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What is warehouse agility?

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Ahead of his presentation at this year's Logistics Conference, SHD speaks to newly appointed Managing Director at SEC Storage Group, Harry Watts.

Harry Watts.JPGJames Burman (JB): Harry, your upcoming presentation is titled: 'Warehouse Agility by Design'. How would you define ''warehouse agility''? 

Harry Watts (HW): The classical definition of warehouse agility can be defined as a warehouse's ability to rapidly adapt to an organisation's changing operational and tactical needs. However, to my mind, that definition paints a view of agility as something 'reactive' rather than 'proactive', which I believe is misleading. To me, warehouse agility is instead a measure of a facility's pre-planned capacity for accelerated change to gain an organisational advantage. As such, it is a metric that sits more within the strategic sphere than an operational one.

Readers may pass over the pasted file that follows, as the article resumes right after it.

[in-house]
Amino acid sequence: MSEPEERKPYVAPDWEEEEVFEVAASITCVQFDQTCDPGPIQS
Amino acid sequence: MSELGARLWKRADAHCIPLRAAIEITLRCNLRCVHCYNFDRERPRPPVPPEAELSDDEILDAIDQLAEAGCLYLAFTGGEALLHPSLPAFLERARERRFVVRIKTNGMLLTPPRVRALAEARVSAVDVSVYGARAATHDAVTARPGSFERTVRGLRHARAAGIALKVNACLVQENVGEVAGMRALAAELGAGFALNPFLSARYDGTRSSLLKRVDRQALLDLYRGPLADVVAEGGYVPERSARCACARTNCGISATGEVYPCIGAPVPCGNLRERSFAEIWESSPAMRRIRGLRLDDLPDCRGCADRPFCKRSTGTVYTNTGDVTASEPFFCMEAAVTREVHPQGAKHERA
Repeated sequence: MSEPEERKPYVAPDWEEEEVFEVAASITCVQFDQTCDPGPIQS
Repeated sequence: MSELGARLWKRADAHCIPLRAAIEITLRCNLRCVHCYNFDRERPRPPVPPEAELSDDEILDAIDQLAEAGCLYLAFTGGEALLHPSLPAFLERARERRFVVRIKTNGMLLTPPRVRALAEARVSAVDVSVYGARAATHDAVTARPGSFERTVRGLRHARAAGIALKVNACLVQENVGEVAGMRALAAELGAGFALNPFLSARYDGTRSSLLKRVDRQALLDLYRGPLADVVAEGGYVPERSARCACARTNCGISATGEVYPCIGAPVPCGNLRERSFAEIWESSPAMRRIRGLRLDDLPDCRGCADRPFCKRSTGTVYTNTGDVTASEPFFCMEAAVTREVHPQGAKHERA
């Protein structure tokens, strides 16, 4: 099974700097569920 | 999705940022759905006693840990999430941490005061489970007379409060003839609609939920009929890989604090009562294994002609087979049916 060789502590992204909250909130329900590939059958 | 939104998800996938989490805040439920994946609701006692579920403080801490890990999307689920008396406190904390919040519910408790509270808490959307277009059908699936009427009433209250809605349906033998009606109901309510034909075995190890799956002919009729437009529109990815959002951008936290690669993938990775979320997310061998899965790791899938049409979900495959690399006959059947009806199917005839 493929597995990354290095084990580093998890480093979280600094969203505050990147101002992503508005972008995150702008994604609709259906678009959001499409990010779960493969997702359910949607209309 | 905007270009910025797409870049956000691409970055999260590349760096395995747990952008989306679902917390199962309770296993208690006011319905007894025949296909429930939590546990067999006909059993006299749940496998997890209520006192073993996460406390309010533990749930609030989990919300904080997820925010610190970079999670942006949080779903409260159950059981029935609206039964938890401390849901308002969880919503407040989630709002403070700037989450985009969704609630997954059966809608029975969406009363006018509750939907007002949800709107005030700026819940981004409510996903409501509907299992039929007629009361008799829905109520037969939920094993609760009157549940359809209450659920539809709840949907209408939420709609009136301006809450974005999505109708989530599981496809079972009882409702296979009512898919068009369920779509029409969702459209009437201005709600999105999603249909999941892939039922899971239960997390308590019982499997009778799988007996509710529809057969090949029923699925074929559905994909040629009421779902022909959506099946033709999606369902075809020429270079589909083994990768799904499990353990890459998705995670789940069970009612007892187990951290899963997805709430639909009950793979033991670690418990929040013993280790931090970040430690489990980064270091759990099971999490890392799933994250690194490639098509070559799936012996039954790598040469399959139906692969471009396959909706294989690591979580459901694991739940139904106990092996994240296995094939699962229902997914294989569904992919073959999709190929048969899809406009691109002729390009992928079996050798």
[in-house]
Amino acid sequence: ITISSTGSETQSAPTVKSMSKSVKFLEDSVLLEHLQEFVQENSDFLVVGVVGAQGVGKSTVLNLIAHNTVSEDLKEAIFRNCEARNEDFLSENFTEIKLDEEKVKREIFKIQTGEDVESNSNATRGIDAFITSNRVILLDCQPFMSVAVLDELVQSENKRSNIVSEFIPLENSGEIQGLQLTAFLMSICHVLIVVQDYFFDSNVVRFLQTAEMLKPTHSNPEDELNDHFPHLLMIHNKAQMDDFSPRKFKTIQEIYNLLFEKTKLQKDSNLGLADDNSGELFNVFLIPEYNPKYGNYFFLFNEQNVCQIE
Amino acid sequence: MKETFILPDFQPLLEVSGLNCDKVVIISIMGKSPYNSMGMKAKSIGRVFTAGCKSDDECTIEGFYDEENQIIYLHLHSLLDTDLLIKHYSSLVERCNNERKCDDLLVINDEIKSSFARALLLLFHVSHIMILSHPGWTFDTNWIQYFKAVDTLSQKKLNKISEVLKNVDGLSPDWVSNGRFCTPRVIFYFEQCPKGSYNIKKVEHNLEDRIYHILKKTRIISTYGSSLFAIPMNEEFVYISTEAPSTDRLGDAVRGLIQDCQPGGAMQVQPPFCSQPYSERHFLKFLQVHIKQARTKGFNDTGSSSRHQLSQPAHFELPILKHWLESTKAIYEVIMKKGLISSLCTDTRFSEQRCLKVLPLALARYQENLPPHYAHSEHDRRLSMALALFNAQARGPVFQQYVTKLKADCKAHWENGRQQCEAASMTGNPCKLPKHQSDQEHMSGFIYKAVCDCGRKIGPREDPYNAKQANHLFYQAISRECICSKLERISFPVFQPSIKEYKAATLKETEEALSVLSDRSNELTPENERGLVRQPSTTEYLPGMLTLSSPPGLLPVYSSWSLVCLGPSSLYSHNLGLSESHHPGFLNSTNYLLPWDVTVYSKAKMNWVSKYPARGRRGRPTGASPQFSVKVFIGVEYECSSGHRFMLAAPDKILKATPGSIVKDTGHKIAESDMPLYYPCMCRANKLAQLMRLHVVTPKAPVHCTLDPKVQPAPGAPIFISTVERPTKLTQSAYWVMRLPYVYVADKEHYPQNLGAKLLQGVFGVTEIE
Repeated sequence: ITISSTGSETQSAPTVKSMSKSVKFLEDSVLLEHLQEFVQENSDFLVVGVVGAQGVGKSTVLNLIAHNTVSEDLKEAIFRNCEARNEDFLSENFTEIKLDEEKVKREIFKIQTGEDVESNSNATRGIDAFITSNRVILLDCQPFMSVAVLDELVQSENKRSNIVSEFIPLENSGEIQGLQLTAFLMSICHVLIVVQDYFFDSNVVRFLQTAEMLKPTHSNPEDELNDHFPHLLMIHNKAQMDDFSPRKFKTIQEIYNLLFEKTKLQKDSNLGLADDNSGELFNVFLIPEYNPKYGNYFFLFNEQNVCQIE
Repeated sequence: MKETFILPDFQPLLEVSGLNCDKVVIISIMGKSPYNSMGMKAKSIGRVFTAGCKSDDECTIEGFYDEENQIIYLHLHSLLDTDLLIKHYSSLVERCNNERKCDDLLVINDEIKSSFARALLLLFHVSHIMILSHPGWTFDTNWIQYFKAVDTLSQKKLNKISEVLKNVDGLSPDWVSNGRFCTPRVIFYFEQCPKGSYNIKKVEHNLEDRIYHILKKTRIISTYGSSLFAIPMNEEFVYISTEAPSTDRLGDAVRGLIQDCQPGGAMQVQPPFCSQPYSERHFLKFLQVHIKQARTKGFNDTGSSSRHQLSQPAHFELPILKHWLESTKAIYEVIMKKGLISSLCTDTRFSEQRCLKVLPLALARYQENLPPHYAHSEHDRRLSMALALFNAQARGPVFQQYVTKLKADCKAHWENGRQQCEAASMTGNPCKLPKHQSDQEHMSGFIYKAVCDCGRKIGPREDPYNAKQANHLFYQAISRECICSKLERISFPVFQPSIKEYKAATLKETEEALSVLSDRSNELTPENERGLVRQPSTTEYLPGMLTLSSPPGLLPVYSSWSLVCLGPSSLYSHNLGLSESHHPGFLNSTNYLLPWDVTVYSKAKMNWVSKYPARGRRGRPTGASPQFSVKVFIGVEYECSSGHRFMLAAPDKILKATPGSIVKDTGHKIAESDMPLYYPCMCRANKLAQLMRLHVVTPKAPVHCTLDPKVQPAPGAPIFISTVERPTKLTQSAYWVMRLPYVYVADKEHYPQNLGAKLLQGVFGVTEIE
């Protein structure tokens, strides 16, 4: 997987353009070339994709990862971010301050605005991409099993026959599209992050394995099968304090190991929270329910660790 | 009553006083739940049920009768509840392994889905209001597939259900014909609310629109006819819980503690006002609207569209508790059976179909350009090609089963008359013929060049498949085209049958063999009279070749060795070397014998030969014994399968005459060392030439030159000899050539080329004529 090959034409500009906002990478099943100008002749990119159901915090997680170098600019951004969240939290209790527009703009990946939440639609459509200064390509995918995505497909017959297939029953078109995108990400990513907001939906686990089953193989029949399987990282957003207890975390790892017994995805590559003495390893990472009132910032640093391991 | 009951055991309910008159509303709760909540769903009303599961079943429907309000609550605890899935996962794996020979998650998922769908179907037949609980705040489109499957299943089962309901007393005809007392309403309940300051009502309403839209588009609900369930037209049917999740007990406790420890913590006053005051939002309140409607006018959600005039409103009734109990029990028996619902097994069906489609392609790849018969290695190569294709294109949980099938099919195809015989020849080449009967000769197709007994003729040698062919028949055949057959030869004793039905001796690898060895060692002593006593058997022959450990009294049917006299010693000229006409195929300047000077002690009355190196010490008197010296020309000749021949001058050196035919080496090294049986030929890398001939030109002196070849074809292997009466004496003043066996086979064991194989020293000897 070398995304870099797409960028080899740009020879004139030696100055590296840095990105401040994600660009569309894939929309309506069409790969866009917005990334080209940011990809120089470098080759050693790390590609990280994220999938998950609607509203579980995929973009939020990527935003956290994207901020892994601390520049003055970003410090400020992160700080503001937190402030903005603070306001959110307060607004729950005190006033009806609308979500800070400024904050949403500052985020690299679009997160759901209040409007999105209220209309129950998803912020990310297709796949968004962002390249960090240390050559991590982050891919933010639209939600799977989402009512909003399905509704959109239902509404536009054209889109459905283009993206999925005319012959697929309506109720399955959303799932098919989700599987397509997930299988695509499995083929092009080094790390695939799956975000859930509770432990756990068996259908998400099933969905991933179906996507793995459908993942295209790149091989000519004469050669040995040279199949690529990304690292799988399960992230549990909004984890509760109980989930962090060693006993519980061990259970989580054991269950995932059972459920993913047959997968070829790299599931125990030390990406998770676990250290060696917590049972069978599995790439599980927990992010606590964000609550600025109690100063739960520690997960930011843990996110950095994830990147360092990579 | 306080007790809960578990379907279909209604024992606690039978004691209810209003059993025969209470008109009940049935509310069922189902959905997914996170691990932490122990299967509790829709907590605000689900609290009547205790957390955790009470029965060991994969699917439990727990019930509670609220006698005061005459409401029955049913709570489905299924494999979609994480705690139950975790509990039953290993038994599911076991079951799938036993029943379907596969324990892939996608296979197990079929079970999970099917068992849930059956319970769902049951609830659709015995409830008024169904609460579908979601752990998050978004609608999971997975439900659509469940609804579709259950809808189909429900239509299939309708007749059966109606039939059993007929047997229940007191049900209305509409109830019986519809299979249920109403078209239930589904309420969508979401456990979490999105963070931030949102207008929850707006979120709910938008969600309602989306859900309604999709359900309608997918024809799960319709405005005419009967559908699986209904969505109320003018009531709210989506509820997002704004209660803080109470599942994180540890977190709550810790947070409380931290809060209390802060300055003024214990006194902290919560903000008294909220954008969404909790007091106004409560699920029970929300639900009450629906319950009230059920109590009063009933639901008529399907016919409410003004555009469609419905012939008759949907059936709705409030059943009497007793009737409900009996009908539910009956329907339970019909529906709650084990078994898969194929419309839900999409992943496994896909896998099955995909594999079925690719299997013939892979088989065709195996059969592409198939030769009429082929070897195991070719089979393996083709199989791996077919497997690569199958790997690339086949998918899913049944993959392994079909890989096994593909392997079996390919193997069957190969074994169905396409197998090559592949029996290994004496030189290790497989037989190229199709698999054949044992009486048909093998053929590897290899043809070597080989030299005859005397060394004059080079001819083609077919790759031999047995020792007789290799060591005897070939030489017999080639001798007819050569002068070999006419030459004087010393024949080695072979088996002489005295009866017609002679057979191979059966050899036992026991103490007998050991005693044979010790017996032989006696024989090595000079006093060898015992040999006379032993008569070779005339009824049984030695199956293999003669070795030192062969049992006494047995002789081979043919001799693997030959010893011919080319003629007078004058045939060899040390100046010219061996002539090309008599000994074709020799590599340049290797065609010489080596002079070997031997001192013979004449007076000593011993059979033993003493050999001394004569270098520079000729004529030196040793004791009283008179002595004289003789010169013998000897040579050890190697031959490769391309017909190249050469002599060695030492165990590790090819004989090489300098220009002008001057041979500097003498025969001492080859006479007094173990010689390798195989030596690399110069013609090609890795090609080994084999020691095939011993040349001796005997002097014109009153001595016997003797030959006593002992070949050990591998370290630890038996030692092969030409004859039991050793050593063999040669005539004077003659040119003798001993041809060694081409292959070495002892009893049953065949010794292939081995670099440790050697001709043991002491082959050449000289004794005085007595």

However you define it, we must assess agility from a holistic perspective and whilst it can be challenging (but not impossible) to quantify, it's essential to remember that it covers every aspect of the warehouse, including physical and process design.

JB: Why is it particularly important during a period such as the pandemic?

HW: In a nutshell, agility is the best antidote for uncertainty. A useful allegory for agility is a (pre-pandemic) rush-hour journey using a modern-day sat-nav. Sure, you begin your journey with a clear route planned but also with an active awareness of the other paths available. Then, as you drive, you continually scan for opportunities to either avoid a traffic-jam or take advantage of a quicker-than-normal route. 

A warehouse operation is no different; a warehouse that lacked agility at the start of this pandemic will have lacked both the potential to avoid the obstacles COVID threw, but also to take advantage of the market opportunities that changing market-forces presented.

Register for your free place at this year's Logistics Conference here.

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